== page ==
Across seemingly every industry, businesses are plagued with high levels of turnover. The National Skills Commission 2022 Skills Priority List Key Finding Report showed that the number of jobs advertised in Australia spiked by 42 per cent in 2022 compared to 2021.  

Finding and keeping staff has always been on the roster of challenges for businesses, exasperated by fewer international workers, students, and visa holders on our shores due to pandemic travel restrictions; escalated by skill shortages in critical industries like healthcare and tech; and intensified by the practice of ‘job-hopping’, with candidates trying their hand at a higher variety of industries and roles than ever before.    

The KPMG Report summarises this issue as:    

“Australia’s unemployment rate has fallen to 3.4, a level not seen in this country since the early 1970s when the economy was structurally different to today. Currently, there are as many people looking for work as there are jobs available. This suggests that Australia is at–or even beyond–full employment; and the remaining unemployed are largely those who do not have the skills and experience necessary to fill the jobs on offer.”  

The challenge seemingly comes from the evolution of the employer-employee relationship. The solution is complex and likely unique to your business, and leaders across Australia are being encouraged to review which internal policies and practices need to be implemented, revised, or improved in order to keep their organisation attractive as a workplace of choice for both new and existing employees.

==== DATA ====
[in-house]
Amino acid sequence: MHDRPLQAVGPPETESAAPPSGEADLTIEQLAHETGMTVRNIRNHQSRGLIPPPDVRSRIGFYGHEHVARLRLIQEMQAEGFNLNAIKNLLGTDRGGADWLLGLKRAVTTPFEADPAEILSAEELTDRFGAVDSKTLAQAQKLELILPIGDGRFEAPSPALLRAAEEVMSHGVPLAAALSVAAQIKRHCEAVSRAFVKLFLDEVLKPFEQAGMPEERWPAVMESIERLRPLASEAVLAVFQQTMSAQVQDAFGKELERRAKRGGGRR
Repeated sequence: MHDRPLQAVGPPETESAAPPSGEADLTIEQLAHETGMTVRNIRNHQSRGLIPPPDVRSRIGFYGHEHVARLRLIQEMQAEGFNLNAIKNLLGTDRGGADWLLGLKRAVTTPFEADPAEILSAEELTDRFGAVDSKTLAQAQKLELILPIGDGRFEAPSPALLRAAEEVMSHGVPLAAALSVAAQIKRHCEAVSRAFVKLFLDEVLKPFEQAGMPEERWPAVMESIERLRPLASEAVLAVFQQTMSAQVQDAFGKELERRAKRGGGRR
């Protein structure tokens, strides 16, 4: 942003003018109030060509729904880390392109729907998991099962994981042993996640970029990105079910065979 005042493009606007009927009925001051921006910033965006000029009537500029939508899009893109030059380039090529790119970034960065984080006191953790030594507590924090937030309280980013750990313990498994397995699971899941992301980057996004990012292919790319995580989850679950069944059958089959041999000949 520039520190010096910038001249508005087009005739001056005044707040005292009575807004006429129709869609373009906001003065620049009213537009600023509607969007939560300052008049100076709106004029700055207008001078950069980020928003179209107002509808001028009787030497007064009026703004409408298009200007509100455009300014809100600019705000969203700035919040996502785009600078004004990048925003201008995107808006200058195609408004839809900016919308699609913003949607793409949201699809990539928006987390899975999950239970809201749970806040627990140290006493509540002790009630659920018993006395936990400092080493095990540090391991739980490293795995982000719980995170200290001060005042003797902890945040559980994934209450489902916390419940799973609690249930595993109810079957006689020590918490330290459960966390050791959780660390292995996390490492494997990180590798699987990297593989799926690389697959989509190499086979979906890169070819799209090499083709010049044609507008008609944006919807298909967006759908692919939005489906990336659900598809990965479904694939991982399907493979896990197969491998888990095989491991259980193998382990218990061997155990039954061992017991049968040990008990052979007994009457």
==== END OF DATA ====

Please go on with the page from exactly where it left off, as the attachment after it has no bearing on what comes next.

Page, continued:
Where can you start?  

  • Your Employee Value Proposition (EVP) is a powerful tool for attracting and retaining top talent. Employee priorities have shifted, with flexibility now ranking first among Australian workers, followed by compensation, security, and work-life balance. Candidates are increasingly driven by value alignment and motivated by business practices such as flexible working, ESG, and CSR policies.  
  • Look internally to fill gaps. If you can’t find the talent in market, look inward to identify and train in-house talent to step into more senior roles. Promoting existing employees is also a low-cost and efficient way to fill roles–and your people know your business and systems, so induction is a less time-consuming process.  
  • Invest in and prioritise professional development opportunities. In a global report, upskilling was the fourth most important priority for employees. Businesses are constantly in need of new skills, and employees are looking for opportunities to grow and advance. for advancement. Offering an effective and measurable learning and development plan develops needed skills in the business and offers current staff a clear progression plan.   

Your people are your greatest asset and biggest advocates. We assist clients in the development of their EVPs, internal marketing strategies, and overall communications plan to strengthen reputation and position in market.  

Similarly, we act as an extension of your team when you have gaps in the workforce. Whether you need support across marketing, media relations, award writing, issues management or any other communications services, Elevate is flexible and available to bolster your team.  

If anything in this article has resonated with you, or you would like to get in touch about our services, book a discovery call with us today.